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Rose Bowl Feels the Y2K Ticket Malaise


"The secondary market might be a little soft, but I think everyone who wanted tickets got them," said Pat Richter, Wisconsin's athletic director.

That appears to be true of fans of the Stanford Cardinal, which will make its first Rose Bowl appearance since 1972. The university subsidized tickets for students, cutting the cost to $55, and its official Rose Bowl tour package is sold out.

"It started out where people were rushing to buy tickets, and we still have some people looking for tickets and trying to get there," said Stanford Associate Athletic Director Darrin Nelson. "But I think demand has definitely died down. Any time you make a purchase, you do it on impulse. . . .

"I think demand is low for a couple of reasons. Wisconsin has been there a few times recently, and not a lot of people expect us to be competitive. We're kind of a surprise."

John Schultz, president of Front Row Center Ticket Service in Los Angeles, agreed that the potential for a boring game has lowered the appeal. That the Rose Bowl won't determine the national champion--it will be decided Jan. 4 in the Sugar Bowl between Virginia Tech and Florida State--may also be reducing fan interest.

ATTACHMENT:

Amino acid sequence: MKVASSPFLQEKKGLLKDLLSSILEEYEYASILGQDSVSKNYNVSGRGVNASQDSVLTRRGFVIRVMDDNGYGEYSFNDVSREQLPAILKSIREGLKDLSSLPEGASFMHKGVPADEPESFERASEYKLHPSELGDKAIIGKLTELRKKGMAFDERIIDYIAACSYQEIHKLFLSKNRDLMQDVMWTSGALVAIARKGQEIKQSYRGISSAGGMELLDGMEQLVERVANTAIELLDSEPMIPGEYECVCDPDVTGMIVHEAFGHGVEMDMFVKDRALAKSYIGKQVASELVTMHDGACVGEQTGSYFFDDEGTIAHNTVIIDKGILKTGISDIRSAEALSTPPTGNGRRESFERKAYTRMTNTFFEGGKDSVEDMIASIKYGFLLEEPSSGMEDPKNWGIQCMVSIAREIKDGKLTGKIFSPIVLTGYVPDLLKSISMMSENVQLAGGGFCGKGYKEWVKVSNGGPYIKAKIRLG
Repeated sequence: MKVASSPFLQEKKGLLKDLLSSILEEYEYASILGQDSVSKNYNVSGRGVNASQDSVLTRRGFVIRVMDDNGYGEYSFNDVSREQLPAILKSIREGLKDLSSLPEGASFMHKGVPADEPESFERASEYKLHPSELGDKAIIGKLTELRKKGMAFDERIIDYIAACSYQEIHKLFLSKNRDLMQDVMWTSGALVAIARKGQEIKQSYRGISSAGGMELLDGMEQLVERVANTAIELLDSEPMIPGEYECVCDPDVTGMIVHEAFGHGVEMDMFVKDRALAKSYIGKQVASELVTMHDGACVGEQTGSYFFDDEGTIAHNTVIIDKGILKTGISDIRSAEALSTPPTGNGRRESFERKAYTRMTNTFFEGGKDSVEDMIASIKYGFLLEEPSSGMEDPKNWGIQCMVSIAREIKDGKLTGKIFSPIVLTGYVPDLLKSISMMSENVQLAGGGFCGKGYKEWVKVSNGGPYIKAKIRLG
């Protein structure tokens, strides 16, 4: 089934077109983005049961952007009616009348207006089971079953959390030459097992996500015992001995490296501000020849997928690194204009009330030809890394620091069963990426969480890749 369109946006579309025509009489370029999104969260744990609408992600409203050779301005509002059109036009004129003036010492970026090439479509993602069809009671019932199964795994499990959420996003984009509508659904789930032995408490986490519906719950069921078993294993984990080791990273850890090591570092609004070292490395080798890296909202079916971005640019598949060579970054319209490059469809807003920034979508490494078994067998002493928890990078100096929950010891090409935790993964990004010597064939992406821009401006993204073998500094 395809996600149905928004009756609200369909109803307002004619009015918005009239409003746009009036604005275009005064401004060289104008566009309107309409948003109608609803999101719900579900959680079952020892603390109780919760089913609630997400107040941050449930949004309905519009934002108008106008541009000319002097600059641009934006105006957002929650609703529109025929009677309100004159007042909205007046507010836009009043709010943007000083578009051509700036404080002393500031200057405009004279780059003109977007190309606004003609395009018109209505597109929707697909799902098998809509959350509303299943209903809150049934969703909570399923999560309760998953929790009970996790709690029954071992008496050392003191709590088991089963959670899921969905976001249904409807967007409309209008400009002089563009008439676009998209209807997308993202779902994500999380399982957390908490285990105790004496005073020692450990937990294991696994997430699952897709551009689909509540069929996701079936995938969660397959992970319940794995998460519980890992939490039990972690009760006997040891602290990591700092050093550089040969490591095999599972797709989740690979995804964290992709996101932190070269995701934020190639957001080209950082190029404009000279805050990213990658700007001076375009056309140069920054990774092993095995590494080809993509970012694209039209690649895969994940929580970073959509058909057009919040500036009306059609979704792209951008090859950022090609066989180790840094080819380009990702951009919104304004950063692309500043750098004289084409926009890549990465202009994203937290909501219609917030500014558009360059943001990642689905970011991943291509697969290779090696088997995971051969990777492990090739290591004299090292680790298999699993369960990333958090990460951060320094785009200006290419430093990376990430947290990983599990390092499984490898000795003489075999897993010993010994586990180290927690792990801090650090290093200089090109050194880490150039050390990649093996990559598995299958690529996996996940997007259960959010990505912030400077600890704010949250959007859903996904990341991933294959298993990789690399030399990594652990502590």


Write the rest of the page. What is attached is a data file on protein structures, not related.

But Schultz sees Y2K and costs as perhaps the overriding causes of the lukewarm interest in the game and surrounding festivities.

"Even if people are thinking of coming out, they're finding hotels are setting a five-night minimum," he said. "That's happened in Las Vegas, it's true of the Eagles 1/8New Year's Eve concert at the Staples Center 3/8. I think a lot of places overestimated the amount people would be willing to pay and overestimated the demand.

"It's always a popular game, and they always have a full crowd and it's a beautiful day. From a popularity standpoint, that will never change. But every day, you read the paper and see news reports that airports are heightening security in case of Y2K problems, and people are saying, 'Why travel and take the risks?' I know people who bought Eagles tickets months ago and are now looking to sell them. Even if they wanted to go and thought about staying in a hotel overnight, they're finding hotels are setting three-night stays, and who wants to stay in downtown L.A. for three nights?"

Even some mid-level hotels on East Colorado Boulevard near the parade route are charging $300 for the night.

A few feet away, said Johnson of Night on the Town, "I can get the best seat in the house for the parade for a very reasonable price."

Should the worst happen and Y2K problems actually arise, Pasadena may be a good place to be.

"We've got our own power station," said Robert Person, assistant to the city manager. "And we've carefully checked every city computer system and we've got more cops per square mile than anyone."


A five-day exhibit on the history of the Tournament of Roses opens today. B1

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